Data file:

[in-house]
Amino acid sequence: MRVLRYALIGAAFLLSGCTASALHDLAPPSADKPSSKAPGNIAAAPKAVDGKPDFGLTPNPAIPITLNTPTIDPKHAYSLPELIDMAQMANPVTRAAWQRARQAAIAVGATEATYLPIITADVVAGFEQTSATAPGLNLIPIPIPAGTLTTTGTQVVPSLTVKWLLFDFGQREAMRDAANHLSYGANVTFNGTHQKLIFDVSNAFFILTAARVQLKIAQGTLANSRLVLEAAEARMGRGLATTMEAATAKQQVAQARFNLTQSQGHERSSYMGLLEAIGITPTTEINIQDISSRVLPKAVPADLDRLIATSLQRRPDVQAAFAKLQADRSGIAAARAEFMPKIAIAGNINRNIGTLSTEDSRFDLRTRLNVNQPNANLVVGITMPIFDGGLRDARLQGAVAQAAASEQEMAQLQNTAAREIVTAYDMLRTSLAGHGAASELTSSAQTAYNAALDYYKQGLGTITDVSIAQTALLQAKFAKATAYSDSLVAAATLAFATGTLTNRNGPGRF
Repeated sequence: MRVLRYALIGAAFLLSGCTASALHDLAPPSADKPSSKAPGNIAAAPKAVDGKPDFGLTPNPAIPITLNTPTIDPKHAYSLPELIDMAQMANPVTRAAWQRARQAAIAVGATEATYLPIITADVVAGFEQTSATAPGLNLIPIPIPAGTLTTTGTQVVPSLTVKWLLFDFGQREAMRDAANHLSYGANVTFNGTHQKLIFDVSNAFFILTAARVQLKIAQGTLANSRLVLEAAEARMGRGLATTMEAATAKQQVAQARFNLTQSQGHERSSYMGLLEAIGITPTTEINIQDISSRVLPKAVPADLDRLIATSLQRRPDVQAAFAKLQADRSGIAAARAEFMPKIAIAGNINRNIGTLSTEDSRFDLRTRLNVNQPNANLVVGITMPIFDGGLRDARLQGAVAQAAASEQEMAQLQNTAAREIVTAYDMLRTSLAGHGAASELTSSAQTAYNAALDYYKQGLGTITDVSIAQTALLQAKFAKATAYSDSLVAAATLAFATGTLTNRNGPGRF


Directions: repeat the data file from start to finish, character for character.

[in-house]
Amino acid sequence: MRVLRYALIGAAFLLSGCTASALHDLAPPSADKPSSKAPGNIAAAPKAVDGKPDFGLTPNPAIPITLNTPTIDPKHAYSLPELIDMAQMANPVTRAAWQRARQAAIAVGATEATYLPIITADVVAGFEQTSATAPGLNLIPIPIPAGTLTTTGTQVVPSLTVKWLLFDFGQREAMRDAANHLSYGANVTFNGTHQKLIFDVSNAFFILTAARVQLKIAQGTLANSRLVLEAAEARMGRGLATTMEAATAKQQVAQARFNLTQSQGHERSSYMGLLEAIGITPTTEINIQDISSRVLPKAVPADLDRLIATSLQRRPDVQAAFAKLQADRSGIAAARAEFMPKIAIAGNINRNIGTLSTEDSRFDLRTRLNVNQPNANLVVGITMPIFDGGLRDARLQGAVAQAAASEQEMAQLQNTAAREIVTAYDMLRTSLAGHGAASELTSSAQTAYNAALDYYKQGLGTITDVSIAQTALLQAKFAKATAYSDSLVAAATLAFATGTLTNRNGPGRF
Repeated sequence: MRVLRYALIGAAFLLSGCTASALHDLAPPSADKPSSKAPGNIAAAPKAVDGKPDFGLTPNPAIPITLNTPTIDPKHAYSLPELIDMAQMANPVTRAAWQRARQAAIAVGATEATYLPIITADVVAGFEQTSATAPGLNLIPIPIPAGTLTTTGTQVVPSLTVKWLLFDFGQREAMRDAANHLSYGANVTFNGTHQKLIFDVSNAFFILTAARVQLKIAQGTLANSRLVLEAAEARMGRGLATTMEAATAKQQVAQARFNLTQSQGHERSSYMGLLEAIGITPTTEINIQDISSRVLPKAVPADLDRLIATSLQRRPDVQAAFAKLQADRSGIAAARAEFMPKIAIAGNINRNIGTLSTEDSRFDLRTRLNVNQPNANLVVGITMPIFDGGLRDARLQGAVAQAAASEQEMAQLQNTAAREIVTAYDMLRTSLAGHGAASELTSSAQTAYNAALDYYKQGLGTITDVSIAQTALLQAKFAKATAYSDSLVAAATLAFATGTLTNRNGPGRF